Want to improve the development of your biceps? If so, it’s necessary to understand a little applied anatomy. The biceps brachii is a two-headed muscle, comprised of the short head (which sits on the inner portion of the upper arm) and the long head (which sits on the outer portion of the upper arm). The long head of the muscle crosses the glenohumeral joint at the shoulder while the short attaches at the coracoid process on the front aspect of the scapula (shoulder blade). Why is this significant? Well, during performance of exercises where the upper arm is held behind the body, the long head is placed in a greater position of stretch compared to the short head and therefore is able to generate maximal force. Conversely, during performance of movements where the upper arm is held out in front of the body, the long head is slackened to a greater degree (a phenomenon called active insufficiency) and therefore force production is compromised.
Given that the long head of the biceps also has a secondary role in abduction of the shoulder, it also will become actively insufficient when performing curling movements where the the arms are raised out to the sides (i.e. as if performing a biceps pose in bodybuilding). Thus, the short head will be worked to a greater extent in these exercises.
What’s more, evidence shows that aspects of the biceps are “partitioned”, with both the long and short heads comprised of individual architectural compartments that are innervated by private branches of the primary nerves. EMG studies of the long head of the biceps brachii show that muscle fibers in the lateral portion of the muscle are recruited for elbow flexion, fibers in the medial aspect are recruited for supination, and centrally located fibers are recruited for non-linear combinations of flexion and supination. Furthermore, the short head appears to be more active in the latter part of an arm curl (i.e. greater elbow flexion) while the long head is more active in the early phase.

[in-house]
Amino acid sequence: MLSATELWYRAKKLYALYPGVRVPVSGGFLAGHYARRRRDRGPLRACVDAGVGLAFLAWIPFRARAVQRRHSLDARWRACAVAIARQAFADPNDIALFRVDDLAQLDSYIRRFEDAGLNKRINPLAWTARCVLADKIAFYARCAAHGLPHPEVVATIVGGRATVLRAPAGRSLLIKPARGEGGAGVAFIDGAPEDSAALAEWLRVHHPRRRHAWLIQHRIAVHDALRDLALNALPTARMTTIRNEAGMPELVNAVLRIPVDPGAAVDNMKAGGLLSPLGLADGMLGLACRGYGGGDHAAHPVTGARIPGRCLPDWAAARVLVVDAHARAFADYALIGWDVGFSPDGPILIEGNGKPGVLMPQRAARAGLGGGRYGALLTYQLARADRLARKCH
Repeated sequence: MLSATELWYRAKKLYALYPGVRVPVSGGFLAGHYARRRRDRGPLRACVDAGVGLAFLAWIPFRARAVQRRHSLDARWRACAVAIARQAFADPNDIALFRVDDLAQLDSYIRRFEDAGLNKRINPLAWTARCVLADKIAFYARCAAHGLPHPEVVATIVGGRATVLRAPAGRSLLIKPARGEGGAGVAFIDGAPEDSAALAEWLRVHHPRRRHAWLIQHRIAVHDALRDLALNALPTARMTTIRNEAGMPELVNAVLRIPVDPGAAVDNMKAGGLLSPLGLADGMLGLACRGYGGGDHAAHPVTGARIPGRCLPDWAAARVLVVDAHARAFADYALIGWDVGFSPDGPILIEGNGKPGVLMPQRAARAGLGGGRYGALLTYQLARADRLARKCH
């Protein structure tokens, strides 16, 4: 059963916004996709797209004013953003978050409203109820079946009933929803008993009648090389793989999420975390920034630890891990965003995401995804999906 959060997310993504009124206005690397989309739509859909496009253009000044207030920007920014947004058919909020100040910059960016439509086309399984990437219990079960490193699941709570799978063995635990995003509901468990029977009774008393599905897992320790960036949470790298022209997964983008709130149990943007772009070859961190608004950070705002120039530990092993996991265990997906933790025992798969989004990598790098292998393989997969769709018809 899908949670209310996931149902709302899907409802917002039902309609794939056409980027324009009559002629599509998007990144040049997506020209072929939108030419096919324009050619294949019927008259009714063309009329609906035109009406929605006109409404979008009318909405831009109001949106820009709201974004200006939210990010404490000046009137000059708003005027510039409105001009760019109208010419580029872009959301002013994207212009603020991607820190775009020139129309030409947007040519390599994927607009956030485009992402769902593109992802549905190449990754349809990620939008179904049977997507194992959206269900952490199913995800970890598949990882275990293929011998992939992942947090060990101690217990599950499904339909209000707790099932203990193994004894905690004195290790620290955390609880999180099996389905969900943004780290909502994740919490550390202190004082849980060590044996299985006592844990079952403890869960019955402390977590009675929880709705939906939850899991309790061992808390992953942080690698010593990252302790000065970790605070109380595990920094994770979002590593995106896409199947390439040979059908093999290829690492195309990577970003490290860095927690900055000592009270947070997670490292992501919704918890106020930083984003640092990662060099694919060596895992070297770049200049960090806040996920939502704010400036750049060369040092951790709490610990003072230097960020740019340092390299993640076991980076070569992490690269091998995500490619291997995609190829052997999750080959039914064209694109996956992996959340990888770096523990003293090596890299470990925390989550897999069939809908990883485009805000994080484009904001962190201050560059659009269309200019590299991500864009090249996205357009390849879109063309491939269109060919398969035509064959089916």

So what does all this mean in terms of muscle development? It means that you have the ability to target either the short head or the long head by varying arm angle! Exercises such as incline curls and drag curls (where the upper arm is positioned behind the torso) place more emphasis on the long head of the biceps. Alternatively, exercises such as preacher curls and concentration curls (where the upper arm is positioned in front of the torso) work more in the short head, as do exercises such as cross cable curls on a high pulley apparatus. “Traditional” barbell and dumbbell curls (where the upper arm rests at the sides) will place a fairly equal amount of stress on both heads of the biceps. Performing supinated curls as well as hammer curls will ensure complete activation of the fibers in the long head.
This now begs question as to how you should apply this information. Unless there is a visible discrepancy between the two heads of the muscle (which is unlikely and difficult to assess), your best bet is to vary your choice of exercises. When performing a split routine, a good approach is to choose one movement from each group and then perform two to three sets per exercise each session. In this way, you ensure that all available muscle fibers are optimally worked over time, thereby promoting complete and symmetrical development of the muscle. Keep total sets to no more than about nine or so per workout to ensure you don’t overwork the biceps–they are a small muscle and are involved as synergists in many upper body exercises. Also, make sure to train through a full range of motion so that both heads are worked to their fullest extent.